News / Europe

Germany Hopes Ukraine Talks Defuse Tensions

German Foreign Minister Frank-Walter Steinmeier (left) and Ukrainian Prime Minister Arseniy Yatsenyuk take part in a briefing in Kyiv, Ukraine, on May 13, 2014.
German Foreign Minister Frank-Walter Steinmeier (left) and Ukrainian Prime Minister Arseniy Yatsenyuk take part in a briefing in Kyiv, Ukraine, on May 13, 2014.
VOA News
German Foreign Minister Frank-Walter Steinmeier said in Ukraine on Tuesday he hoped “round table” talks between politicians and civil groups this week would help disarm pro-Russian separatists and improve the atmosphere for elections due later this month.
Steinmeier met Prime Minister Arseniy Yatsenyuk at Kyiv airport before traveling on to the Black Sea city of Odessa, the site of deadly clashes between Ukrainian forces and rebels.
The situation in parts of Ukraine remained "dangerous and threatening," said the German minister, adding that the priority was for as many voters as possible to take part in presidential elections on May 25.
Shooting Leaves East Ukraine Town Shakeni
Patrick Wells
May 14, 2014 6:39 PM
Fresh violence rocked eastern Ukraine Tuesday as Ukraine's Ministry of Defense reported that seven government soldiers were killed in an ambush near the town of Kramatorsk. This news comes just two days after a disturbing shooting by what appeared to have been Ukrainian troops on protesters in the town of Krasnoarmeysk during Sunday's secession referendum. VOA obtained amateur video footage showing uniformed men shooting into a crowd. Patrick Wells reports from Krasnoarmeysk, Ukraine.

“We also support your efforts to launch a national dialogue, under Ukrainian ownership, here in your country, through round tables, at the central level and in the regions," Steinmeier said at a news conference with Yatsenyuk.
"I hope that under these conditions it is possible to take steps to bring back occupied buildings and eventually to disarm illegal groups and restore the state's monopoly on violence," said the German foreign minister.
Yatsenyuk thanked former German diplomat Wolfgang Ischinger, who runs the annual Munich Security Conference, for being prepared to co-moderate the "round table," which Kyiv said may start on Wednesday.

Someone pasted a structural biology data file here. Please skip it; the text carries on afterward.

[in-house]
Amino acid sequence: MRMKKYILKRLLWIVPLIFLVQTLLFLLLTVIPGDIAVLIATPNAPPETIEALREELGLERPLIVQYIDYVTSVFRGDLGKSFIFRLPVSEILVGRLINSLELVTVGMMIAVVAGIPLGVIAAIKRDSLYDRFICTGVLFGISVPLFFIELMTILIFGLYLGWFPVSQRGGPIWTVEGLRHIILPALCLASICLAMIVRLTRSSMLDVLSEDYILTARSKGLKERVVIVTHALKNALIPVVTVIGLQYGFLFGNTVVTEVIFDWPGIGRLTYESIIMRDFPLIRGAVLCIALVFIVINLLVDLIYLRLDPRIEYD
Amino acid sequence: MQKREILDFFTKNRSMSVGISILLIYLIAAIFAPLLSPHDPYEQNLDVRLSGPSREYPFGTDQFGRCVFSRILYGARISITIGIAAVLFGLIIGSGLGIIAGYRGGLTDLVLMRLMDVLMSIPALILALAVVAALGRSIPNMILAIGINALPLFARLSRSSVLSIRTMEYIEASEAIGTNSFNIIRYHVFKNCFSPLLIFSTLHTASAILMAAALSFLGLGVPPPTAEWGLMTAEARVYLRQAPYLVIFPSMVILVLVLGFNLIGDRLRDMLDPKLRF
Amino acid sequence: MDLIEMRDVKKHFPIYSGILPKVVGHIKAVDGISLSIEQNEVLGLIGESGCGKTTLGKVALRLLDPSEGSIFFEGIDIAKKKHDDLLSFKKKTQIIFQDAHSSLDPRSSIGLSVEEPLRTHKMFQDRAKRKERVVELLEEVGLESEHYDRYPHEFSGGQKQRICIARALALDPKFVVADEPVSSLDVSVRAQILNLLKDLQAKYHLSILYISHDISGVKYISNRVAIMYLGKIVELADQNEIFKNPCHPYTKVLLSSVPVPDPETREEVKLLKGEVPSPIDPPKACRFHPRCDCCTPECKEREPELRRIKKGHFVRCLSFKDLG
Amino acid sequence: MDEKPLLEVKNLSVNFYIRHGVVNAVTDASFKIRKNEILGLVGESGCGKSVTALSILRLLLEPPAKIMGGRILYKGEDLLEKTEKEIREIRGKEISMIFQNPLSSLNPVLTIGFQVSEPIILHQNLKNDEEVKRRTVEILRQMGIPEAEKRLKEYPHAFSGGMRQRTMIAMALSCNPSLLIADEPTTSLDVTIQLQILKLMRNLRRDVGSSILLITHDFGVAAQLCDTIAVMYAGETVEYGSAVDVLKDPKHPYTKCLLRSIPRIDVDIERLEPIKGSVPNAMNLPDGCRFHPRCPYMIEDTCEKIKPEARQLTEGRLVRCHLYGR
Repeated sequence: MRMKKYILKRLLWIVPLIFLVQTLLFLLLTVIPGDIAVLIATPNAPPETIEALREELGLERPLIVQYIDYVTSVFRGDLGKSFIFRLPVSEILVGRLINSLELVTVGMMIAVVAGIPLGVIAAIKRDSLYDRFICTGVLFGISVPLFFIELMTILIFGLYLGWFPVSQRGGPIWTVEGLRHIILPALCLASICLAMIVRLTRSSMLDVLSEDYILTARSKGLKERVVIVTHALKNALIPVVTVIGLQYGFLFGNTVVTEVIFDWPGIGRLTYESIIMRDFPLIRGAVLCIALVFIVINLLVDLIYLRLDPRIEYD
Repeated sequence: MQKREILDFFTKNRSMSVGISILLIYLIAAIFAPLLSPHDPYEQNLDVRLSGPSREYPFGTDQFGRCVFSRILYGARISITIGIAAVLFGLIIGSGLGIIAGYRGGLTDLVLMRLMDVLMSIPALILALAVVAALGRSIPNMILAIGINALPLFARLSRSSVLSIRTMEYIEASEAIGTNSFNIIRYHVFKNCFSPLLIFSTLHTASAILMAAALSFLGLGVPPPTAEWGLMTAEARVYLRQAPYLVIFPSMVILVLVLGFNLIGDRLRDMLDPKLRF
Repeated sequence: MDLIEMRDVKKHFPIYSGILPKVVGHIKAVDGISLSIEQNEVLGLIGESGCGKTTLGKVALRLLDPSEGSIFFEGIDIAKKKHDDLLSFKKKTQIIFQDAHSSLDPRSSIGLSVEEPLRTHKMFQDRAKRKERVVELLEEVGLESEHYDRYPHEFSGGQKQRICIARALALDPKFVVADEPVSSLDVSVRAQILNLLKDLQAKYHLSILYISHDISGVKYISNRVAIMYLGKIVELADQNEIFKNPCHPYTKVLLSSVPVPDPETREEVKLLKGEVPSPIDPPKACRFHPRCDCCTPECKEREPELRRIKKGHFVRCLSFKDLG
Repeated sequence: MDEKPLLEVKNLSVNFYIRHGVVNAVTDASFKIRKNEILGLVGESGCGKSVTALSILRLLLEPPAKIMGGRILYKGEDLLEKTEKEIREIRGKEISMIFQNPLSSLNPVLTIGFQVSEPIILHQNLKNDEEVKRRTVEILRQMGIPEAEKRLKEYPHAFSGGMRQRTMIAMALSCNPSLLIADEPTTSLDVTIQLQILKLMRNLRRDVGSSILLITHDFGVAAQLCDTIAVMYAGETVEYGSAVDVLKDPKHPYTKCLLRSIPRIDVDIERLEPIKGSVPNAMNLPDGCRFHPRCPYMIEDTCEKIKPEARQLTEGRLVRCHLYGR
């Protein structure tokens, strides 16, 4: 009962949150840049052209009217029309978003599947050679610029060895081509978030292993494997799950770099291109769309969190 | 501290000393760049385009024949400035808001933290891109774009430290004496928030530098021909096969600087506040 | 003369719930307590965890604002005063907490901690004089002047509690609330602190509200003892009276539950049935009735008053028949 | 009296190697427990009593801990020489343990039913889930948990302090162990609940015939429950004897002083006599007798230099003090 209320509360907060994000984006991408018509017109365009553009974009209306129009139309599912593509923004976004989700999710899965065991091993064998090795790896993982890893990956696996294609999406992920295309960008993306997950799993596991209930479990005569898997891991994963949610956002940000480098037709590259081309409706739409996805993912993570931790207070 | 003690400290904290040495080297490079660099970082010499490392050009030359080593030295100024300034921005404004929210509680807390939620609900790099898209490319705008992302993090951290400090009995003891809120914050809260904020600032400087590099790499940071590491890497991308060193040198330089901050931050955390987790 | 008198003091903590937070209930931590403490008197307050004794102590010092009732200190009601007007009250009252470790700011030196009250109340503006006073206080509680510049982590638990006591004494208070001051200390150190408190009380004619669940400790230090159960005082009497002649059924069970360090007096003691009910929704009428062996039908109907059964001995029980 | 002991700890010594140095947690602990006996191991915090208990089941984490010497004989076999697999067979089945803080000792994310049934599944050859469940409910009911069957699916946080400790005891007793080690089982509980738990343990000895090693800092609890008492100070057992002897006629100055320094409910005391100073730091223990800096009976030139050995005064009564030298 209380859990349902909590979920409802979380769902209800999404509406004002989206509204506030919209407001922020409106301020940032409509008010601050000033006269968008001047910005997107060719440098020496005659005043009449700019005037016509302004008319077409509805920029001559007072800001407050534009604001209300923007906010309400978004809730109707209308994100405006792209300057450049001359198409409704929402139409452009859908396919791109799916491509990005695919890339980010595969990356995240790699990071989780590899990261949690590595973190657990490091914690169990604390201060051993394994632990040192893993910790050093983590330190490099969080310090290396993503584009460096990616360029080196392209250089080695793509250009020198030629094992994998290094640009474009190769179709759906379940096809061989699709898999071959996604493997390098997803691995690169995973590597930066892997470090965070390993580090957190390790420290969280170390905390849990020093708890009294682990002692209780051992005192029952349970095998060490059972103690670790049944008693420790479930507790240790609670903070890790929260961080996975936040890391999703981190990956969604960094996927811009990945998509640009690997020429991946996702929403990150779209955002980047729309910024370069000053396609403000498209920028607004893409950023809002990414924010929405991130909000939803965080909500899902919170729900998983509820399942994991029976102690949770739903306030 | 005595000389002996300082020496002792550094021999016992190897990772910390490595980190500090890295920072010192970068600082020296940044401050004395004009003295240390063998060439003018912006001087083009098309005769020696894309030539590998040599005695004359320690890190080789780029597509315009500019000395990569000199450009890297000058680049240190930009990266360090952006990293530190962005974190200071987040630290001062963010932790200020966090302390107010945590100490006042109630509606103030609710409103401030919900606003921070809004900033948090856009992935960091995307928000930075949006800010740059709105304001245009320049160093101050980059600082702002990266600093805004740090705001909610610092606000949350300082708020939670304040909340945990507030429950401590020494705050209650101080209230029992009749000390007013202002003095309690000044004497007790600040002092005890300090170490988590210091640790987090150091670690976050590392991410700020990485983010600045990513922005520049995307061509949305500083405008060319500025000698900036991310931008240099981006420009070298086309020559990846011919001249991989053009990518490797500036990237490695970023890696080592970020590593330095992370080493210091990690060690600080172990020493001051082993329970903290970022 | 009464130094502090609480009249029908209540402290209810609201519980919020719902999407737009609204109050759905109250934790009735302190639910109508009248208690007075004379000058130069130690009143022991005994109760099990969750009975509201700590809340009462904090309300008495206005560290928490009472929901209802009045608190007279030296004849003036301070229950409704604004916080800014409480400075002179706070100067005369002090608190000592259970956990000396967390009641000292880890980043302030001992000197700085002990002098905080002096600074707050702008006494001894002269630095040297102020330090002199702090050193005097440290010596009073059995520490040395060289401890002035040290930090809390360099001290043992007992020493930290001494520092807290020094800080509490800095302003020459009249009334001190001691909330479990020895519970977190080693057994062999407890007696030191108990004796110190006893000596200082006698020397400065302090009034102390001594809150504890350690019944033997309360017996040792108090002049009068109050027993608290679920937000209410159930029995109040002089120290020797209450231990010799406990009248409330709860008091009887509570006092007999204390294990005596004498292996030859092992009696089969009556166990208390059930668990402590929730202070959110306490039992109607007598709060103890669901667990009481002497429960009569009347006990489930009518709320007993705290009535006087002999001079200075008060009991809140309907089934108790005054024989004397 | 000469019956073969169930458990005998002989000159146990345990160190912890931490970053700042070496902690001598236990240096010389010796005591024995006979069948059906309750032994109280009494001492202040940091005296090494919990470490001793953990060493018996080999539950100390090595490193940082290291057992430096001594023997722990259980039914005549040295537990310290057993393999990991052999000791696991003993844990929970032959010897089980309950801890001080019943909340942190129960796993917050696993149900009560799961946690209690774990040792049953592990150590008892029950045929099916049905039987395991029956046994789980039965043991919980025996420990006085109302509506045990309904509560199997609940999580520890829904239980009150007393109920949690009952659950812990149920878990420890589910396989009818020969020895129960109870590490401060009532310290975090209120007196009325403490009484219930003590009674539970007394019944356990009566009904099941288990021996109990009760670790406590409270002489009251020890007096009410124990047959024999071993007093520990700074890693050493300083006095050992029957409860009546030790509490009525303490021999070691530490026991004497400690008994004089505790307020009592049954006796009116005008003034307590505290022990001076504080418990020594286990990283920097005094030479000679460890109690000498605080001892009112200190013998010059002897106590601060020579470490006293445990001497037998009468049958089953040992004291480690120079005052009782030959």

Kyiv has declined to say which groups will join the talks but acting President Oleksander Turchinov has said "terrorists" - meaning the rebels - cannot take part. Moscow says the talks cannot succeed without direct dialogue between Kyiv and the
New sanctions criticized

Russia said on Tuesday new European Union sanctions will hinder efforts to defuse the crisis in Ukraine and urged the West to persuade Kyiv to hold discussions on the country's future structure before a May 25 presidential election.
The EU imposed sanctions on two Crimean companies and 13 people on Monday in response to Moscow's annexation of the Black Sea peninsula from Ukraine and its support for Russian-speaking separatists.
The EU had already imposed asset freezes and visa bans on 48 Russians and Ukrainians, and the United States has also imposed sanctions during the worst crisis in relations between Moscow and the West since the Cold War.
Russian Deputy Foreign Minister Grigory Karasin told the EU envoy to Russia on Tuesday that the EU sanctions were a "exhausted, trite approach... that will not only not resolve but will deepen differences, hindering the joint search for a way out of the real crisis situation in Ukraine," the Foreign Ministry said.

Laurent Fabius, France's foreign minister, said that other countries must share the burden in imposing sanctions on Russia and that any measures should also include the energy and financial sectors as well as defense.

Fabius, speaking in an interview with CNN on Monday, also suggested France had not ruled out reviewing the sale of warships to Russia - a contract agreed before the crisis in Ukriane broke out.

The United States has been pressing France, Germany and Britain to take a tougher line against Russia to punish Moscow for its annexation of Crimea and to dissuade it from intervening in east Ukraine.

Asked if France was on the same page as the United States, Fabius said: ``I think so, provided that everybody makes the same sacrifices'' - a reference to other nations.

“It's not sanctions against Europe, but Russia. Let's not forget that,” he said.

But while EU powers Germany, France and Britain have all threatened tougher action against Moscow if it undermined the May 25 Ukrainian presidential election, they are hesitant to adopt sanctions that could harm their own interests.

For France, this would mean at least delaying the defense contract. For Britain, closing its mansions and bank vaults to magnates close to Russian President Vladimir Putin. For Germany, it would mean reducing its dependency on Russian gas.

Declaring independence